by Robert Nott, Santa Fe New Mexican
Aug. 27, 2017
New Mexico is among the states that have seen the steepest reductions in higher education spending since the national recession, a new report says, investing nearly a third less per student in the last fiscal year than it did in 2008.
The report, by the Washington, D.C.-based Center on Budget and Policy Priorities, a nonprofit research institute, shows a nationwide trend of declining public funding for colleges and universities as tuition rates steadily rise, placing a heavier burden on students to help fund school operations. The research center released the analysis last week, just months after many public colleges and universities in New Mexico once again raised tuition rates and trimmed programs and staff in response to a recent series of state spending cuts.
Earlier this year, a student loan management company found that New Mexico has, by far, the nation’s lowest tuition rates for in-state students attending public schools. The same organization, Austin, Texas-based Student Loan Hero, also ranked the state second in the nation for the economic benefits of an academic degree, saying a New Mexico graduate’s average return on investment is 150 percent within five years.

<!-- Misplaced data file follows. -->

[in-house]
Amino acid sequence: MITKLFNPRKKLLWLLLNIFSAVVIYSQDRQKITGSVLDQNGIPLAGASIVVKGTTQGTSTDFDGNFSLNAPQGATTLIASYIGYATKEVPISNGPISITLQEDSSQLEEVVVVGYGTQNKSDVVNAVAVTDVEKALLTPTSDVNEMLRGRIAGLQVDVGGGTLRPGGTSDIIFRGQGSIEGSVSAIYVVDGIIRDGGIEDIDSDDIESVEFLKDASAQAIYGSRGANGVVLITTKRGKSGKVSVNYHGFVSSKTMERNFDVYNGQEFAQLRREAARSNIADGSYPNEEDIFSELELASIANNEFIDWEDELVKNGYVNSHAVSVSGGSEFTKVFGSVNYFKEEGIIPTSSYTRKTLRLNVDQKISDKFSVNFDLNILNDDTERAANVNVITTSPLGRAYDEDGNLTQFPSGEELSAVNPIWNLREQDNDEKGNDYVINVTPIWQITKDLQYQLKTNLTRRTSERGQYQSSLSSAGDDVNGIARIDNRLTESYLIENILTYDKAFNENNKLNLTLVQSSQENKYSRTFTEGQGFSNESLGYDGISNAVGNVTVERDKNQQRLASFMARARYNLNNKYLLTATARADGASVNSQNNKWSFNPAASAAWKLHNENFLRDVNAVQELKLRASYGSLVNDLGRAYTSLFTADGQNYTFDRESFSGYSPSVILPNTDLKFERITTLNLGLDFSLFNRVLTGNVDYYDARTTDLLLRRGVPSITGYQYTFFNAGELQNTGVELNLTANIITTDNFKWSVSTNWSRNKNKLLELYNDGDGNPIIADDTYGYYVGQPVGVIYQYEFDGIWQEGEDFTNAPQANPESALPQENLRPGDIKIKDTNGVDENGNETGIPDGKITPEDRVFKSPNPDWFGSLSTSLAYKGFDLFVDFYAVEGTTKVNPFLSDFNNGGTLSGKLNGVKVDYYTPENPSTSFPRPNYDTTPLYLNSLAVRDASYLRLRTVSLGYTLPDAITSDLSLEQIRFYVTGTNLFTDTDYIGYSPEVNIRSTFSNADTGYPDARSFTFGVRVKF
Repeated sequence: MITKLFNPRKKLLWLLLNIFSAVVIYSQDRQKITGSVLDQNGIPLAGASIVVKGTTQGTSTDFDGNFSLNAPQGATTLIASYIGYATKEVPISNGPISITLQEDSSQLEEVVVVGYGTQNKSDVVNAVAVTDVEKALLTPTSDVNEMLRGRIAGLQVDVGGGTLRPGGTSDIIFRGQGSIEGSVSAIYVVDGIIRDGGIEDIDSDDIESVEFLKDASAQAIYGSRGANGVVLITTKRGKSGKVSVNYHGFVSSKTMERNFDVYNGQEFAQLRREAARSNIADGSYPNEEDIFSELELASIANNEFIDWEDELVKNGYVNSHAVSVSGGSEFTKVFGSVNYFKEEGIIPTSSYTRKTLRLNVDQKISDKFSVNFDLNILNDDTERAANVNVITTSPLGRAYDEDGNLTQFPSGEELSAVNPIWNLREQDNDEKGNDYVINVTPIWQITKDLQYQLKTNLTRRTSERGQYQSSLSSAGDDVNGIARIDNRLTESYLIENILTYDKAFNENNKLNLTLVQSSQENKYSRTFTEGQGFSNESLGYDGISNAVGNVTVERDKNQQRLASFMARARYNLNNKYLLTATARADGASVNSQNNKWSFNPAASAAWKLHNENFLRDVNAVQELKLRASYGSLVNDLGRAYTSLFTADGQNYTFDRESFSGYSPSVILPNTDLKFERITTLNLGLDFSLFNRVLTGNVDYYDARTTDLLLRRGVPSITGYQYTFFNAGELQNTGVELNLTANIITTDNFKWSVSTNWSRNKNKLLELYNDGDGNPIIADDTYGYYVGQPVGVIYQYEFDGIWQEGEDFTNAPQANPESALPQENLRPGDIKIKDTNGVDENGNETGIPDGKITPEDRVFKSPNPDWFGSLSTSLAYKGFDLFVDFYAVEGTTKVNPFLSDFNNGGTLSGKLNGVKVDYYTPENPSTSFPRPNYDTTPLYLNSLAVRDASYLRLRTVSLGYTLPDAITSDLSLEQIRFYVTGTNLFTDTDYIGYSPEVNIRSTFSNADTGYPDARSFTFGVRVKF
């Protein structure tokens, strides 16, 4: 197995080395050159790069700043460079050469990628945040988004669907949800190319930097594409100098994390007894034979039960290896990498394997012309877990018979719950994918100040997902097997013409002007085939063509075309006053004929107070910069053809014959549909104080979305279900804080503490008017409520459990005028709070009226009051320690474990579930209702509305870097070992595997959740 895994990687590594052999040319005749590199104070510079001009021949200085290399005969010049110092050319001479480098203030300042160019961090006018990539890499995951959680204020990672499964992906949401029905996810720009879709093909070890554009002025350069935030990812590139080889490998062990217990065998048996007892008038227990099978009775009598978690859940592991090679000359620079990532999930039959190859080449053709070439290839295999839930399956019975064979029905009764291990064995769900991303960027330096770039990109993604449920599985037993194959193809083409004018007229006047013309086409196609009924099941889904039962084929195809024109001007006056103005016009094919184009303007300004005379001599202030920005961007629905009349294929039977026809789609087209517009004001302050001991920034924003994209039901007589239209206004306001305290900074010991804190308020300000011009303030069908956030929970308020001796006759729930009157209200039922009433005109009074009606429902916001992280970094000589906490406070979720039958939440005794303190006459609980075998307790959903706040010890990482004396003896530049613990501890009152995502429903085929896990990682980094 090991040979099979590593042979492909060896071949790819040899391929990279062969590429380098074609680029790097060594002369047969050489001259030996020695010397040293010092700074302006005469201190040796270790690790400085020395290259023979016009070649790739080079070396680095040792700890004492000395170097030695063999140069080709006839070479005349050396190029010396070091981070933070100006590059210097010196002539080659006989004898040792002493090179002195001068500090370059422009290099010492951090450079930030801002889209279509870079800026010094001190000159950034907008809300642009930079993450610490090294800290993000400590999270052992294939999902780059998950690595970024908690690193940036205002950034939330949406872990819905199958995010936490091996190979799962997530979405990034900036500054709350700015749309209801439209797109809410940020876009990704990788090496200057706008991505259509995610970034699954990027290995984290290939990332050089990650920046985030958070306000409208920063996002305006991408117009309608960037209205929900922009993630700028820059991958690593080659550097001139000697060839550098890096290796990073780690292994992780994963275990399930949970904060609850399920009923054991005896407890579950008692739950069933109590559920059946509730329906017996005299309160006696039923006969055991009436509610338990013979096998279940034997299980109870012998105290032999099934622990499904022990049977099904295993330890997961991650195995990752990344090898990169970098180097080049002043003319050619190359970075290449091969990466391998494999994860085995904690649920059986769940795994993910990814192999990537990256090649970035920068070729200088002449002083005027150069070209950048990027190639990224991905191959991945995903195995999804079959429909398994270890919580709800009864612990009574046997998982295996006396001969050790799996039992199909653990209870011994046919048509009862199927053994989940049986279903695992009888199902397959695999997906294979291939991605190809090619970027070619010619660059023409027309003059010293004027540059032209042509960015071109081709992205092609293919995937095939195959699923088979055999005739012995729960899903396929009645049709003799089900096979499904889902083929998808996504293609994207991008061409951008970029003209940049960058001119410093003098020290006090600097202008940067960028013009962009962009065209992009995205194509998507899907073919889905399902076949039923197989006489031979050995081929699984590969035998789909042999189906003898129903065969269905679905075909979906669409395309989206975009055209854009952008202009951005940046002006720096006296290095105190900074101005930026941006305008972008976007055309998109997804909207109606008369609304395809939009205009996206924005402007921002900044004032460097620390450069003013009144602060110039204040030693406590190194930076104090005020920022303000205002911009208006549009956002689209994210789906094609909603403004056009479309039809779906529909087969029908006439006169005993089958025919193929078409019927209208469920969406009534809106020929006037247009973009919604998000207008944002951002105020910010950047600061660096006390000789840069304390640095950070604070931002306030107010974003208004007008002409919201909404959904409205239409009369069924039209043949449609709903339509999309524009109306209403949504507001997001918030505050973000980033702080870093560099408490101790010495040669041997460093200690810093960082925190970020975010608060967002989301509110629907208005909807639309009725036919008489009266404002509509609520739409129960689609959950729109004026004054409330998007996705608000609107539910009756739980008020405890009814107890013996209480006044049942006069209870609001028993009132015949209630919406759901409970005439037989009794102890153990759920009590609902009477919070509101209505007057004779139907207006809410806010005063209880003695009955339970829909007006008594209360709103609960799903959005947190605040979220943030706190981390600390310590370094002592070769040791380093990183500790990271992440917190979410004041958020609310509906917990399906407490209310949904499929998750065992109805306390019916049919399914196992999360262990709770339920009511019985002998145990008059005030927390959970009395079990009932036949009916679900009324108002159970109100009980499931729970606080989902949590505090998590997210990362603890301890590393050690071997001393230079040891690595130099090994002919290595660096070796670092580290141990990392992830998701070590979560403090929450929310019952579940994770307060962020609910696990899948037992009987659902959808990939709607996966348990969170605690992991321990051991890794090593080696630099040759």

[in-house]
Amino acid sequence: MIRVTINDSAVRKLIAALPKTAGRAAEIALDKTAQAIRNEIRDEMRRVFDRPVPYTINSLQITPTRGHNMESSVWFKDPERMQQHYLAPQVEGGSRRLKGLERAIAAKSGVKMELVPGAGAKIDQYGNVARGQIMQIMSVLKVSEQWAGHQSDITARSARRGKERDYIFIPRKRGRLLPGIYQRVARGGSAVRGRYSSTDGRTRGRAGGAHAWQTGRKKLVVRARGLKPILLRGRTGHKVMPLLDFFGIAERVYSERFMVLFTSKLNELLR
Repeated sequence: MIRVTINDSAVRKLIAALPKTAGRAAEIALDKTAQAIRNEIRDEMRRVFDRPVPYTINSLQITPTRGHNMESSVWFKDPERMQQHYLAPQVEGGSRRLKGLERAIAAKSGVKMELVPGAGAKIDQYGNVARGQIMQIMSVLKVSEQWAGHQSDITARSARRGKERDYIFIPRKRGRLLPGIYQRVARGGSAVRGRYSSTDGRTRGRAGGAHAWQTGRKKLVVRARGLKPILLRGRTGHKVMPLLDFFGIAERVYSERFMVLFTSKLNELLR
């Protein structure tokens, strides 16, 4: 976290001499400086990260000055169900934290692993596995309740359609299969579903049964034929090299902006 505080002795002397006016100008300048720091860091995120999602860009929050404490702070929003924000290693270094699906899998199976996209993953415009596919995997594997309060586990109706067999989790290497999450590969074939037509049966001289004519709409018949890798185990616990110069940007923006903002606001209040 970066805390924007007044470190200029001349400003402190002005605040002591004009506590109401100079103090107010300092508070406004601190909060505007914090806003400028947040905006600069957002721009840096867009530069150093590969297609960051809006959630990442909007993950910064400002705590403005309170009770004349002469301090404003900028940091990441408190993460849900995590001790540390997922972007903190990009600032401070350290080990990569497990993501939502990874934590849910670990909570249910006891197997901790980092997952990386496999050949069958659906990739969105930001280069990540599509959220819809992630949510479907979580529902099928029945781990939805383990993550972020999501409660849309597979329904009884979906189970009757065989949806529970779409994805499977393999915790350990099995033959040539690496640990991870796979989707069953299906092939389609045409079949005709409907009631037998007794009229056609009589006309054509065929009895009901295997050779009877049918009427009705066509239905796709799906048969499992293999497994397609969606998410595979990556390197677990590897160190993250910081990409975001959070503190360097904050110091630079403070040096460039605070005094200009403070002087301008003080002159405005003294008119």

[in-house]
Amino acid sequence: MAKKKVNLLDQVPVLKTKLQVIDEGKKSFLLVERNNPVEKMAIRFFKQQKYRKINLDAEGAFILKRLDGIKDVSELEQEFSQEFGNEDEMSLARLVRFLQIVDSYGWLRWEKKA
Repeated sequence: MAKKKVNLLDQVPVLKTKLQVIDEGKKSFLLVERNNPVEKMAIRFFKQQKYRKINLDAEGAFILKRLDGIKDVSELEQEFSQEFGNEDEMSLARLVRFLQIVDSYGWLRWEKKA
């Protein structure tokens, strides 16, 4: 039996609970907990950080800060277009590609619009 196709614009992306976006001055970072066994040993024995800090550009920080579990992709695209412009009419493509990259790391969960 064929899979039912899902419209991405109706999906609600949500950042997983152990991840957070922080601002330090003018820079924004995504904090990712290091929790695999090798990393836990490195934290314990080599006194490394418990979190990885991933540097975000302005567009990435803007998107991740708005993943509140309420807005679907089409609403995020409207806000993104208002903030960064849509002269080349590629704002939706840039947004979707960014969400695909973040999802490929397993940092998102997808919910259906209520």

But without state policy changes, the D.C. nonprofit warns, higher education — and its benefits — will become further out of reach for a growing number of young people in New Mexico and across the nation, particularly minority students and those from low-income families.
“At a time when the benefit of a college education has never been greater,” the report says, “state policymakers have made going to college less affordable and less accessible to the students most in need.”
James Jimenez, executive of New Mexico Voices for Children, an Albuquerque-based nonprofit that advocates for child well-being, agreed. “We have made it much more difficult for them to build the sort of skills they need to compete in this economy,” he said in a statement in response to the new report.
The report doesn’t take into account New Mexico’s lottery scholarship, which has covered most tuition costs for tens of thousands of New Mexico students attending in-state schools for more than two decades. Because of declining revenue from lottery ticket sales, this year’s scholarships will cover only 60 percent of tuition, forcing about 26,000 students in the program to pay more out of pocket.
New Mexico ranks eighth among states for the rate at which its per-student funding has dropped since before the recession, the report says, with funding levels adjusted for nearly a decade of inflation. When it comes to the dollar amount per student, New Mexico’s funding decline between 2008 and 2017 is second-highest at $4,509. That number is topped only by Louisiana, at $5,350.
The nationwide average higher education cut in that time period is $1,448 per student, or 16 percent.
Only five states have seen an overall increase in higher education funding since 2008. And while most states did increase funding over the last school year, the report says, New Mexico, which has grappled with a fiscal crisis, is among more than a dozen that continued to make cuts.